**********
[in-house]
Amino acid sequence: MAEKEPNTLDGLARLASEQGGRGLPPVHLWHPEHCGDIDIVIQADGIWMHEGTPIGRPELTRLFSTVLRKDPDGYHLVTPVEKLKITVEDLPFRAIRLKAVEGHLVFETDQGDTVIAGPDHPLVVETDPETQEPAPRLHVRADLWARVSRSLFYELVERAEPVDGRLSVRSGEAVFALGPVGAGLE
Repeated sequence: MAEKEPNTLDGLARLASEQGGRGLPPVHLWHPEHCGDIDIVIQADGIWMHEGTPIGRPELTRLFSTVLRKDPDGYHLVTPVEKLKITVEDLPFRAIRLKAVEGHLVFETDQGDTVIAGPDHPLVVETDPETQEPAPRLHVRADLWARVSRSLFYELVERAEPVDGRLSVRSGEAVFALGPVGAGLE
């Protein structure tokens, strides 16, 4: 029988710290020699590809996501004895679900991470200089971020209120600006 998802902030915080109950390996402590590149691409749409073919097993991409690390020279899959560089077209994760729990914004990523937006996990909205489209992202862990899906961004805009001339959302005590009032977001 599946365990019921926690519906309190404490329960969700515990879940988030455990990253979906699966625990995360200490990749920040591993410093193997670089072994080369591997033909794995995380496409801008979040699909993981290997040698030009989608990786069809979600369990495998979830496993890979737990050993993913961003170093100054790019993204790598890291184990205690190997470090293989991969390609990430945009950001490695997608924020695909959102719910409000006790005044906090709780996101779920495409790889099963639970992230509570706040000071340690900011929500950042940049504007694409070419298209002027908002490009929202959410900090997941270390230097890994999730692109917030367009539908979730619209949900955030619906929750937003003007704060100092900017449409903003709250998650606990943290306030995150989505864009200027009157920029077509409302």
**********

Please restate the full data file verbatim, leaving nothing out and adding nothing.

[in-house]
Amino acid sequence: MAEKEPNTLDGLARLASEQGGRGLPPVHLWHPEHCGDIDIVIQADGIWMHEGTPIGRPELTRLFSTVLRKDPDGYHLVTPVEKLKITVEDLPFRAIRLKAVEGHLVFETDQGDTVIAGPDHPLVVETDPETQEPAPRLHVRADLWARVSRSLFYELVERAEPVDGRLSVRSGEAVFALGPVGAGLE
Repeated sequence: MAEKEPNTLDGLARLASEQGGRGLPPVHLWHPEHCGDIDIVIQADGIWMHEGTPIGRPELTRLFSTVLRKDPDGYHLVTPVEKLKITVEDLPFRAIRLKAVEGHLVFETDQGDTVIAGPDHPLVVETDPETQEPAPRLHVRADLWARVSRSLFYELVERAEPVDGRLSVRSGEAVFALGPVGAGLE
């Protein structure tokens, strides 16, 4: 029988710290020699590809996501004895679900991470200089971020209120600006 998802902030915080109950390996402590590149691409749409073919097993991409690390020279899959560089077209994760729990914004990523937006996990909205489209992202862990899906961004805009001339959302005590009032977001 599946365990019921926690519906309190404490329960969700515990879940988030455990990253979906699966625990995360200490990749920040591993410093193997670089072994080369591997033909794995995380496409801008979040699909993981290997040698030009989608990786069809979600369990495998979830496993890979737990050993993913961003170093100054790019993204790598890291184990205690190997470090293989991969390609990430945009950001490695997608924020695909959102719910409000006790005044906090709780996101779920495409790889099963639970992230509570706040000071340690900011929500950042940049504007694409070419298209002027908002490009929202959410900090997941270390230097890994999730692109917030367009539908979730619209949900955030619906929750937003003007704060100092900017449409903003709250998650606990943290306030995150989505864009200027009157920029077509409302």